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Taxation! Why less is more.

*Kodos*
post 9.Mar.2006, 03:25 PM
Post #121


QUOTE (RoyE)
It depends where you live. It's hightly variable and partly responsible for the population migrations goinn on in the US. For Example, There's an exodus from Californa to he West, a migration from the Northeast to the southern states. It's people voting with their feet.

Some states have no state income tax at all, other as high as 8.5% or higher with additional local taxes on top of that.

The cost of living in New York or Hawaii is ridiculous. But South Carolina, Florida, or Texas will see your dollar go a lot further.


Excellent point, Roy.

The interesting thing is that North Carolina...in the urban areas is not cheap. And I do not mean more expensive when comparing it to rural areas of NC, either.

I was in sticker shock when I first moved here from Western PA. I could not get over the cost of a gallon of milk, let alone real estate. When I think of how far my dollars would stretch in the Pittsburgh real estate market, I cringe. I could have twice the house of what I have now.

Then again...finding a job in Pittsburgh, outside of temporary employment, was not the easiest to do when one first finishes college.
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Alfredo
post 9.Mar.2006, 03:43 PM
Post #122
Joined: 1.Dec.2005

Purely out of interest, say you were working somewhere in New England, then ?

Or Illinois ?

Also, is it normal for people to borrow 5 times their income, in order to buy a house ?
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*Kodos*
post 9.Mar.2006, 04:07 PM
Post #123


My husband is from New England. He grew up in Yarmouth, Maine which is outside of Portland. If you're ever looking for a nice vacation spot in the US...Maine is really the place. It is simply gorgeous.

I'm just a silly yankee from Pennsylvania who fled to the South.

I'm not sure how some people decide what they can actually afford for a home. If you have decent credit and a decent down payment, the banks will throw money at you (at least...that's how I felt when I went through the mortgage process). Our lender was surprised that we chose to finance what we did.

Personally...I think a lot of people buy the biggest house they think they can afford. We call that "house poor" which (basically) means that you have all of your money tied up in the value of the home and very little liquid assets.

Real Estate seems to be the best investment for middle class families. It's stable and generally appreciates. We are experiencing a bit of a bubble burst, so I'm not sure people are going to be able to sell their houses for the astronomical amounts they have in the past.

Being "worst case scenario" types, my husband and I decided not to buy the most expensive house we could afford. I was laid off a few years ago and without a job for a month (which is really nothing when you think about it). Having gone through that, we decided it would be best to buy a reasonable home that could be sustained (including taxes, insurance and all of the other crap tacked on to the actual mortgage) on an income level of 1.5 people(factoring in taking a part time job at a grocery store, coffee house or temp office job to make ends meet).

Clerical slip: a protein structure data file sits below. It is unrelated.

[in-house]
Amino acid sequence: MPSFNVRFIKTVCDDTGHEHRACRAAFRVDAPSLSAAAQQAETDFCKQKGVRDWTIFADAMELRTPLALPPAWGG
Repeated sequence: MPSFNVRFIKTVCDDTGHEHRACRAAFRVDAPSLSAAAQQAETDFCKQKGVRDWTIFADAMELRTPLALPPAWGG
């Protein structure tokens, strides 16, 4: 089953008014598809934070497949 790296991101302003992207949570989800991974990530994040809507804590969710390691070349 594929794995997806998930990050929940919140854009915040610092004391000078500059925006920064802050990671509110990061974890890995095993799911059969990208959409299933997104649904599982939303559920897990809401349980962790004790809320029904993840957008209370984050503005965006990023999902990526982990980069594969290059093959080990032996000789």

Is this similar to the real estate market where you are? What sort of hoops do you have to go through? As a rule of thumb, how do people decide how much they can afford?

Roy...do you have any thoughts on this? How is the market in your neck of the woods?
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Alfredo
post 9.Mar.2006, 04:33 PM
Post #124
Joined: 1.Dec.2005

You keep forgetting my taxing question !
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*Kodos*
post 9.Mar.2006, 04:47 PM
Post #125


I'm sorry. I was sidetracked by real-estate. How can I help you? ...Or at least direct you to something/someone who can? :oops:
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Alfredo
post 9.Mar.2006, 04:57 PM
Post #126
Joined: 1.Dec.2005

You see, this is why you should never ask a woman a question ... they just get side-tracked ... start talking about something completely different ... and before you know where you are, you're talking about something very important, like who's got the cutest ass ...

Now where was I ...

Oh yes ... tax. How much net income would you have, on a gross salary of 30k, living in Portland, let's say ?
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*Kodos*
post 9.Mar.2006, 05:34 PM
Post #127


Here is a link to what would be taken from the Feds. http://www.fredbien.com/canat113.html

One would also have to factor in all muncipal and State taxes. Dock does the taxes in our house and I won't even dare to touch State tax forms because...well...I have Dock to to that for me. smile.gif

In Pennsylvania, one has to pay Federal, State and Local (1% of your gross income) taxes each year. One also must pay an "occupational priviledge" tax to the particular town they are working in. That one is usually very small, about $10 - $20.00 a year.

In North Carolina, one must pay Federal, State, County and City (where applicable) taxes. There is no "occupational priviledge" tax here.

Your N is going to vary depending on where you live. Not just the State, but the town and county. The N also varies based on your marital status.

Hope this information is remotely helpful. Taxes...they're not my bag. :wink:
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